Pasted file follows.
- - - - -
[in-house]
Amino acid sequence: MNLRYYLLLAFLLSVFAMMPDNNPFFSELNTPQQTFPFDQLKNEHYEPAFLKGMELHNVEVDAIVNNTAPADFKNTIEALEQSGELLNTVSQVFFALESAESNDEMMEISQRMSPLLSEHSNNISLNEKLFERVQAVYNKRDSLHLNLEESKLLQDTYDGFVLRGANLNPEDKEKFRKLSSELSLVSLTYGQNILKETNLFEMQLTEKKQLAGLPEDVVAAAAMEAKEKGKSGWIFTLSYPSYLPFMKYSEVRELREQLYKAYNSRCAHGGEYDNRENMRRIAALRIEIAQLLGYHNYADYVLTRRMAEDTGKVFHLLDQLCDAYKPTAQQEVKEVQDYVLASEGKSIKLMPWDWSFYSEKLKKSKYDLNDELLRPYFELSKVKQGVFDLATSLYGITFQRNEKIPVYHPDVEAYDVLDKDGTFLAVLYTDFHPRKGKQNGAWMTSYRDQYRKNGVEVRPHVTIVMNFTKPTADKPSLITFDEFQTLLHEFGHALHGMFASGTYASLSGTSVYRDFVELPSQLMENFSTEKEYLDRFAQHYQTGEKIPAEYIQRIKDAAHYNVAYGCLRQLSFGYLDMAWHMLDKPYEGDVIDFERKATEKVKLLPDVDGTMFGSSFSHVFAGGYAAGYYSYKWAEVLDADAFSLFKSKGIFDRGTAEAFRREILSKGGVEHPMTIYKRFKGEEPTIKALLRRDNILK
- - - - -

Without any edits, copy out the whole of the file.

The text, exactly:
[in-house]
Amino acid sequence: MNLRYYLLLAFLLSVFAMMPDNNPFFSELNTPQQTFPFDQLKNEHYEPAFLKGMELHNVEVDAIVNNTAPADFKNTIEALEQSGELLNTVSQVFFALESAESNDEMMEISQRMSPLLSEHSNNISLNEKLFERVQAVYNKRDSLHLNLEESKLLQDTYDGFVLRGANLNPEDKEKFRKLSSELSLVSLTYGQNILKETNLFEMQLTEKKQLAGLPEDVVAAAAMEAKEKGKSGWIFTLSYPSYLPFMKYSEVRELREQLYKAYNSRCAHGGEYDNRENMRRIAALRIEIAQLLGYHNYADYVLTRRMAEDTGKVFHLLDQLCDAYKPTAQQEVKEVQDYVLASEGKSIKLMPWDWSFYSEKLKKSKYDLNDELLRPYFELSKVKQGVFDLATSLYGITFQRNEKIPVYHPDVEAYDVLDKDGTFLAVLYTDFHPRKGKQNGAWMTSYRDQYRKNGVEVRPHVTIVMNFTKPTADKPSLITFDEFQTLLHEFGHALHGMFASGTYASLSGTSVYRDFVELPSQLMENFSTEKEYLDRFAQHYQTGEKIPAEYIQRIKDAAHYNVAYGCLRQLSFGYLDMAWHMLDKPYEGDVIDFERKATEKVKLLPDVDGTMFGSSFSHVFAGGYAAGYYSYKWAEVLDADAFSLFKSKGIFDRGTAEAFRREILSKGGVEHPMTIYKRFKGEEPTIKALLRRDNILK